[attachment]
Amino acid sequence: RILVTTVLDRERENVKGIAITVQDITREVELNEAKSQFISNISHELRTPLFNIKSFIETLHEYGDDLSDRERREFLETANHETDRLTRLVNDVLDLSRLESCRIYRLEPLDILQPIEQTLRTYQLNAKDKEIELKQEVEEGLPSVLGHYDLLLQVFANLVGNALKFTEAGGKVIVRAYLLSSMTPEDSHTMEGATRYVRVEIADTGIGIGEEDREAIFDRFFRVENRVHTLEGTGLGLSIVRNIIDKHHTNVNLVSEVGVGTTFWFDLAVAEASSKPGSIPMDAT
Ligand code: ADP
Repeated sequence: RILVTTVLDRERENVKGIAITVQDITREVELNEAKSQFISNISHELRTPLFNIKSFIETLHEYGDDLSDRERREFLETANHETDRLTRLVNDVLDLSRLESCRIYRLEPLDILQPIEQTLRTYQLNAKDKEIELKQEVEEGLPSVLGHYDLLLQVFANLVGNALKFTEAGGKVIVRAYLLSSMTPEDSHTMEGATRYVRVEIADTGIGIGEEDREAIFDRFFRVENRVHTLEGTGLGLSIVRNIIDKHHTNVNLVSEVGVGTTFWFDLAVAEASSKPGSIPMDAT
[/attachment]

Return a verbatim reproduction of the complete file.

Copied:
Amino acid sequence: RILVTTVLDRERENVKGIAITVQDITREVELNEAKSQFISNISHELRTPLFNIKSFIETLHEYGDDLSDRERREFLETANHETDRLTRLVNDVLDLSRLESCRIYRLEPLDILQPIEQTLRTYQLNAKDKEIELKQEVEEGLPSVLGHYDLLLQVFANLVGNALKFTEAGGKVIVRAYLLSSMTPEDSHTMEGATRYVRVEIADTGIGIGEEDREAIFDRFFRVENRVHTLEGTGLGLSIVRNIIDKHHTNVNLVSEVGVGTTFWFDLAVAEASSKPGSIPMDAT
Ligand code: ADP
Repeated sequence: RILVTTVLDRERENVKGIAITVQDITREVELNEAKSQFISNISHELRTPLFNIKSFIETLHEYGDDLSDRERREFLETANHETDRLTRLVNDVLDLSRLESCRIYRLEPLDILQPIEQTLRTYQLNAKDKEIELKQEVEEGLPSVLGHYDLLLQVFANLVGNALKFTEAGGKVIVRAYLLSSMTPEDSHTMEGATRYVRVEIADTGIGIGEEDREAIFDRFFRVENRVHTLEGTGLGLSIVRNIIDKHHTNVNLVSEVGVGTTFWFDLAVAEASSKPGSIPMDAT